You’ve been that person.
A crowd of people are doubling over in laughter and you’re still trying to figure out the joke.
You didn’t get it.
You’re confused, replaying the lines over and over in your head, trying to figure out the twist, the connection, the disconnection.
What does it mean to get a joke anyway?
Contrary to popular belief, laughing at jokes requires thought.
To get a joke, you have to understand it.
Anyone who’s ever tried to write jokes knows how hard it is. You have to be clever. You have to see things in ways other people usually don’t. You have to notice hidden contradictions and parallels. You have to craft language so that other people can notice what you notice.
This is the subject of chapter 19 in Ordinary Genius by Kim Addonizio. She quotes Billy Collins as saying humor is, “not simply . . . a source of amusement, but . . . a way of seeing, a mode of perception.”
Addonizio says bad humor is easy, boring, and one-dimensional. The humor people truly crave has layers.
The poems she uses as examples in this chapter (“Wishes for Sons” by Lucille Clifton and “No Time” by Billy Collins) prove that humor isn’t necessarily the same as telling jokes.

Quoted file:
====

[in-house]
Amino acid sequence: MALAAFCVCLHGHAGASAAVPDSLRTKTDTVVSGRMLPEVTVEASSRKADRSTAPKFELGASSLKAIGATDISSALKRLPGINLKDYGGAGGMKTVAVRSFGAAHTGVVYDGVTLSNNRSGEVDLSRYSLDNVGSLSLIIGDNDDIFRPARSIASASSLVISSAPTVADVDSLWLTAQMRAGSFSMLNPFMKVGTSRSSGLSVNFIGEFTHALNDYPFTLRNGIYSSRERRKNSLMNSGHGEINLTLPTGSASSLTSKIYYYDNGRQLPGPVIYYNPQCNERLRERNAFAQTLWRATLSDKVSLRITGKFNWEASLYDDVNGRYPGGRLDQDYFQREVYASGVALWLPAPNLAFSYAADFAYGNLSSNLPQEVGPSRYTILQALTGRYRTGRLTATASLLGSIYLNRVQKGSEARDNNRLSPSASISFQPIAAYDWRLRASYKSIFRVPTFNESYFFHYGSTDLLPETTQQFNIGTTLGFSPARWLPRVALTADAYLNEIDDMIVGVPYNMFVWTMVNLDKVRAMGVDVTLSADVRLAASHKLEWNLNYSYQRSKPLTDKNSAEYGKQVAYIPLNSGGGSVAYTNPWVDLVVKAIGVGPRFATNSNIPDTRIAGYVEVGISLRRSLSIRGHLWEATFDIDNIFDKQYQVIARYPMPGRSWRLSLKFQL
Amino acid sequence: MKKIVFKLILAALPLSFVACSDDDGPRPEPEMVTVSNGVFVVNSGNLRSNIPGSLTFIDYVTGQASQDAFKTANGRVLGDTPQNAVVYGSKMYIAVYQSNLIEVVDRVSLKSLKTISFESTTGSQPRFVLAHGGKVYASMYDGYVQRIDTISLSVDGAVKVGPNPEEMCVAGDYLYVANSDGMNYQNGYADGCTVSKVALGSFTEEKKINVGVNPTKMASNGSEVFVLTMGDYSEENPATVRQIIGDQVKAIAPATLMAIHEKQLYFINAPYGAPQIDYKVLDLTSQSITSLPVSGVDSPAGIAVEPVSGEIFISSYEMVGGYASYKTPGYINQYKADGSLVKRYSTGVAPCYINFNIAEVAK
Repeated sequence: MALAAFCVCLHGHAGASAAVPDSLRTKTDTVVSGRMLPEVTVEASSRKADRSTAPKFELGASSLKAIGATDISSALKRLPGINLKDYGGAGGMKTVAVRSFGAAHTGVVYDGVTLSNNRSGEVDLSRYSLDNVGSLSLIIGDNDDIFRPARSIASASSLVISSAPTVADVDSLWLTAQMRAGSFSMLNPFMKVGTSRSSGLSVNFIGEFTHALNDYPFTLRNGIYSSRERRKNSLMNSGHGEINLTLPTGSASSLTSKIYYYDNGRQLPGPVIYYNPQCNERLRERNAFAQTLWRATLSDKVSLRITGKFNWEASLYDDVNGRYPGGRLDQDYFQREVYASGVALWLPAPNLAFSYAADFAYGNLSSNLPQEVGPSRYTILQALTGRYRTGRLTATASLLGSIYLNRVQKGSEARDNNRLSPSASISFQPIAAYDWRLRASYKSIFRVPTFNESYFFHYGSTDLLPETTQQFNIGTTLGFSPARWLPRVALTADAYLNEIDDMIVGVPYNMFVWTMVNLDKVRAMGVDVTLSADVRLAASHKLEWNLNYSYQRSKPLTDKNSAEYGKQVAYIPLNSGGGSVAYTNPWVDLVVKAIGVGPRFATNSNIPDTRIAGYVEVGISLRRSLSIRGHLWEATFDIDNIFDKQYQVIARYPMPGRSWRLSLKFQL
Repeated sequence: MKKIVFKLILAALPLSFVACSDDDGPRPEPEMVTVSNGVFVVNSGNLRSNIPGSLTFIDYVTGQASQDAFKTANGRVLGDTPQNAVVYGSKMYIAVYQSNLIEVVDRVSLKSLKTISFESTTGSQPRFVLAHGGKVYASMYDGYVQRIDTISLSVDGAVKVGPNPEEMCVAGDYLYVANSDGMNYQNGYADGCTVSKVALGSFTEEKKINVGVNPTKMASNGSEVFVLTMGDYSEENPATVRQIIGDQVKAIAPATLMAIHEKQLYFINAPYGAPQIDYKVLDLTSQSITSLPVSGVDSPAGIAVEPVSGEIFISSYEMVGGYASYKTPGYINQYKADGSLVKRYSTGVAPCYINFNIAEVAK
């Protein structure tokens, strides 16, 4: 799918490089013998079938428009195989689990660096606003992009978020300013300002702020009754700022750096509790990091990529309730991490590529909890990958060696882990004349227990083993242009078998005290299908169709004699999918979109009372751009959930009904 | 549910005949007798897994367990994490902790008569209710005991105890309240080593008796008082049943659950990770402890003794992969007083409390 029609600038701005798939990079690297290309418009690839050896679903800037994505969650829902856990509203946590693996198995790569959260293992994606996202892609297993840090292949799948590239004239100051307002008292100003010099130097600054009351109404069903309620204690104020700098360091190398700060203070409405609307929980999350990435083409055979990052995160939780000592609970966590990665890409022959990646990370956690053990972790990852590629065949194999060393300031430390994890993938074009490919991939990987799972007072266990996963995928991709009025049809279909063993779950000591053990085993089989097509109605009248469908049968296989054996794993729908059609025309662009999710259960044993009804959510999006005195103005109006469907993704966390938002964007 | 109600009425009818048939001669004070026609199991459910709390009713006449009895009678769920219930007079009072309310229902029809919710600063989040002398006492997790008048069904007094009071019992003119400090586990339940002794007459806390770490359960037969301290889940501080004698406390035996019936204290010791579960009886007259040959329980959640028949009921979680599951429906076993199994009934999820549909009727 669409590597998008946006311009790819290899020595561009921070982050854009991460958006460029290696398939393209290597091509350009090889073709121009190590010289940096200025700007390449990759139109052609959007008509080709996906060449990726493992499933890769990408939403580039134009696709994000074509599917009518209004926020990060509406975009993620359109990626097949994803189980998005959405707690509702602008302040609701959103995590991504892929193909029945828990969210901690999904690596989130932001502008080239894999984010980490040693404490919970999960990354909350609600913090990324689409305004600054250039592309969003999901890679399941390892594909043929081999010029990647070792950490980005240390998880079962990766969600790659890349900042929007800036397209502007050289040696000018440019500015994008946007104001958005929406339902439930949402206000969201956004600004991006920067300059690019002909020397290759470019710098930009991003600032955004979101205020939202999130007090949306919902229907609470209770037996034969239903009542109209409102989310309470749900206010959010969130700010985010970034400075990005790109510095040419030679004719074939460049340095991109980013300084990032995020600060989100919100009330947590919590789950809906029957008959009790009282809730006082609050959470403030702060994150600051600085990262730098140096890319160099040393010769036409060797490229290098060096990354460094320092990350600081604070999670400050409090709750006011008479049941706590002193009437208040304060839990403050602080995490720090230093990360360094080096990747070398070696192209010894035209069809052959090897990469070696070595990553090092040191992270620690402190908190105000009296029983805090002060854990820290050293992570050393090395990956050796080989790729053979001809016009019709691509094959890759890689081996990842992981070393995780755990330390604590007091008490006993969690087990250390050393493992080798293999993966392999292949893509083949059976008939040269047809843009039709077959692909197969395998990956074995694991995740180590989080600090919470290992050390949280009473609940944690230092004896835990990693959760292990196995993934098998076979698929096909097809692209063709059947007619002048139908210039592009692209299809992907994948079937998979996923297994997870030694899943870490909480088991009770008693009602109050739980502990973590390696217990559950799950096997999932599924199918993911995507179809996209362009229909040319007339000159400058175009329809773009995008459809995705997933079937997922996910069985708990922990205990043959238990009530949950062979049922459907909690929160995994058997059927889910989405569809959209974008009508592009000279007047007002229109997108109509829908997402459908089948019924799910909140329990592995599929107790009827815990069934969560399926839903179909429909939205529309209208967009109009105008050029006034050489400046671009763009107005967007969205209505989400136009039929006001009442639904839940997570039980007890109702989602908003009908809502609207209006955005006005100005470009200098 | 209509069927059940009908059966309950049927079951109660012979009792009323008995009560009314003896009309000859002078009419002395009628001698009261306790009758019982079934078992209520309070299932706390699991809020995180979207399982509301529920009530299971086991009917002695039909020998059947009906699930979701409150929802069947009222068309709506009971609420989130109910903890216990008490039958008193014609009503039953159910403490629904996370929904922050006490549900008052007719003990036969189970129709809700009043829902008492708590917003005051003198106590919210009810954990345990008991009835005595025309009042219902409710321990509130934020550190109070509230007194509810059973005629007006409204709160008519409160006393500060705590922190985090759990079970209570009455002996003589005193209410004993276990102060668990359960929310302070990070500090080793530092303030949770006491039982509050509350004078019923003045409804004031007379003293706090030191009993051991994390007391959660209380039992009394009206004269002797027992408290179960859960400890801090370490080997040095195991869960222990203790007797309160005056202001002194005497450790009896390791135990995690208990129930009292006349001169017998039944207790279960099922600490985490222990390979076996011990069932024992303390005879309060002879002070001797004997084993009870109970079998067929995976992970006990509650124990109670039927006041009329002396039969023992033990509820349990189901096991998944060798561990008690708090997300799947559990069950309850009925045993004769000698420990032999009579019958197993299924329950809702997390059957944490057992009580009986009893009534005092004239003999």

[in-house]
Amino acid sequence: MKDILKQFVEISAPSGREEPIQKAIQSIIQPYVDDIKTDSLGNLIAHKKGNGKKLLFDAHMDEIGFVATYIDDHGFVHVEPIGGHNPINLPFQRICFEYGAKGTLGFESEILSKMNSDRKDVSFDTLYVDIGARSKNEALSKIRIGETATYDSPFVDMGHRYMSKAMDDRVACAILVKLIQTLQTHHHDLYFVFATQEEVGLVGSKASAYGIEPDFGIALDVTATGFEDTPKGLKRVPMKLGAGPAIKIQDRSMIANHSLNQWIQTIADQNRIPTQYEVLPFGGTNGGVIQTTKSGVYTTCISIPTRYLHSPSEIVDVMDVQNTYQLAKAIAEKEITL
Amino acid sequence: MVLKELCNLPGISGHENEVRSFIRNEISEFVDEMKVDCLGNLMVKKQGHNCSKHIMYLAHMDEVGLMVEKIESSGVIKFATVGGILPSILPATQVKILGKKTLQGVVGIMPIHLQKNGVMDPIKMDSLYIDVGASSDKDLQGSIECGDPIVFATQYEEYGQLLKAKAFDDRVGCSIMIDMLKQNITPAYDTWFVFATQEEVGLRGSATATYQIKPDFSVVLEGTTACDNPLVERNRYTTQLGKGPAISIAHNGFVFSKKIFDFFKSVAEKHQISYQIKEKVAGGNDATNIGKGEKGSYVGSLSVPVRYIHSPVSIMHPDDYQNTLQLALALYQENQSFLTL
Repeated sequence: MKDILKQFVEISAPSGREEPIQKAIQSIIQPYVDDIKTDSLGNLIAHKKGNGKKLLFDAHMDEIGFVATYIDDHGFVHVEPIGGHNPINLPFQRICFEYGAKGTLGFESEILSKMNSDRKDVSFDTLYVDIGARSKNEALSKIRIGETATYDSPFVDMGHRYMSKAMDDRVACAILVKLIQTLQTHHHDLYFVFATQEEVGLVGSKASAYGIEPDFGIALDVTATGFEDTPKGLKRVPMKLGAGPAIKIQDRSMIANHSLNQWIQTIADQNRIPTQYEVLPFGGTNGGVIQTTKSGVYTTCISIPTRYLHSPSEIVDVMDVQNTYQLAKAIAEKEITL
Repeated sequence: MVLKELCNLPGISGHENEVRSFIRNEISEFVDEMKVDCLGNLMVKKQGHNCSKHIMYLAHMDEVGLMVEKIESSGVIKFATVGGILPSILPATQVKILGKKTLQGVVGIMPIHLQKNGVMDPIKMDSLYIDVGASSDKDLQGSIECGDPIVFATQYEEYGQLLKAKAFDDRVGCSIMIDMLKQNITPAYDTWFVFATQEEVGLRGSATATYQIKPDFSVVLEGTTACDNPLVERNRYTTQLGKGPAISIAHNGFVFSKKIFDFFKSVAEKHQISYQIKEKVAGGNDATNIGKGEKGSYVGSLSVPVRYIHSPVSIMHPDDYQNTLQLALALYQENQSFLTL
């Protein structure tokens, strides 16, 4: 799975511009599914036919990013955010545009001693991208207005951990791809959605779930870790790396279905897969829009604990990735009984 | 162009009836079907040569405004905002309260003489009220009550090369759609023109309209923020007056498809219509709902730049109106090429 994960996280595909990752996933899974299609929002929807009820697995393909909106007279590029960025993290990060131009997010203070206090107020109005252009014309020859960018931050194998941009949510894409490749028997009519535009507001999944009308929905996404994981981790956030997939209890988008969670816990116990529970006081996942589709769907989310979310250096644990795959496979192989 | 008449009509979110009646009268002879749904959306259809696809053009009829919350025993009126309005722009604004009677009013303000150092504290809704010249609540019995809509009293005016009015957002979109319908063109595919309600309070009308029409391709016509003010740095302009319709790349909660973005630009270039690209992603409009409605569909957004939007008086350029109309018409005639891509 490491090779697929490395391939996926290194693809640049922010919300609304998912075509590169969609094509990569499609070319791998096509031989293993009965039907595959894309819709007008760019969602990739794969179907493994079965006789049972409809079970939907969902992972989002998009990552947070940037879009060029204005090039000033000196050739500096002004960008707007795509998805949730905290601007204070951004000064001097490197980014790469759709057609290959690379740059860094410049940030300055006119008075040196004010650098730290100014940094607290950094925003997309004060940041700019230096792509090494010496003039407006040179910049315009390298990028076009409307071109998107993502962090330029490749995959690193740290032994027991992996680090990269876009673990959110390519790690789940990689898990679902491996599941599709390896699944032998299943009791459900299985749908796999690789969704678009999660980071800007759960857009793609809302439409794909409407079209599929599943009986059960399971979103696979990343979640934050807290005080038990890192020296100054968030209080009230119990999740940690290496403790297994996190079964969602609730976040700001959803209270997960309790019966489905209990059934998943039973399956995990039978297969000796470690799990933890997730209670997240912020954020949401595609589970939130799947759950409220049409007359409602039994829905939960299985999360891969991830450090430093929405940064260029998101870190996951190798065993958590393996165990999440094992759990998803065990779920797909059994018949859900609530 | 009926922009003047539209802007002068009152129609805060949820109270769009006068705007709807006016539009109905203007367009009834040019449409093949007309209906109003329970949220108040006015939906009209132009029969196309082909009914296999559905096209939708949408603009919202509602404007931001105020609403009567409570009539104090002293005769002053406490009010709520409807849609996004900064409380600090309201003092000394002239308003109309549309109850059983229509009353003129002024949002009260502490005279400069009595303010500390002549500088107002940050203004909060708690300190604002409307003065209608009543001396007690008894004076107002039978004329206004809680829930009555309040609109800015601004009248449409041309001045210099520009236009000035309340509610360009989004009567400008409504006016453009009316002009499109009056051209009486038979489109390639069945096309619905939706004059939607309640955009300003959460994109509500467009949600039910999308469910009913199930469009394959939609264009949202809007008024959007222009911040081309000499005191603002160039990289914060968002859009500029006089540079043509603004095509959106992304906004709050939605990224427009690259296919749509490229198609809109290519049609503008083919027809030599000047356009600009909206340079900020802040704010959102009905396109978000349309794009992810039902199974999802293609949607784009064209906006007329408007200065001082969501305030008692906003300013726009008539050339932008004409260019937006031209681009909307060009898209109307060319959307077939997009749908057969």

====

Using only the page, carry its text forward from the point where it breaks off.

Jokes stand alone. They’re autonomous and have a single or foremost purpose of eliciting laughter.
Humor, rather than standing alone, is a sort of vein that pumps a bit of laughter through your writing. Maybe it just pumps a grin or two. Humor is like a thickening agent that’s part of a gumbo filled with other tasty substances. Really, you can use any number of analogies.
What Addonizio also demonstrates by using Billy Collins as an example is that we can weave humor into our writing without turning it into a funny piece. The poem, essay, or story can have moments of comedy or an undercurrent of wit, yet maintain its general affect of sorrow or melancholy or anger or fear.
The humor acts like a pressure release valve.
So, have you been trying to write funny stuff? Maybe your approach is wrong. Instead of reducing the amount that readers have to think, try showing them a different way of thinking about everyday life. It doesn’t have to be groundbreaking new theory, but merely your unique perspective on the world.
As always, Addonizio shares some wonderful strategies for approaching humor and incorporating that element of funny into any kind of writing. I can’t lay them all out here, but you can read them for yourself.
What do you think? Are jokes any different from other types of literature that use humor?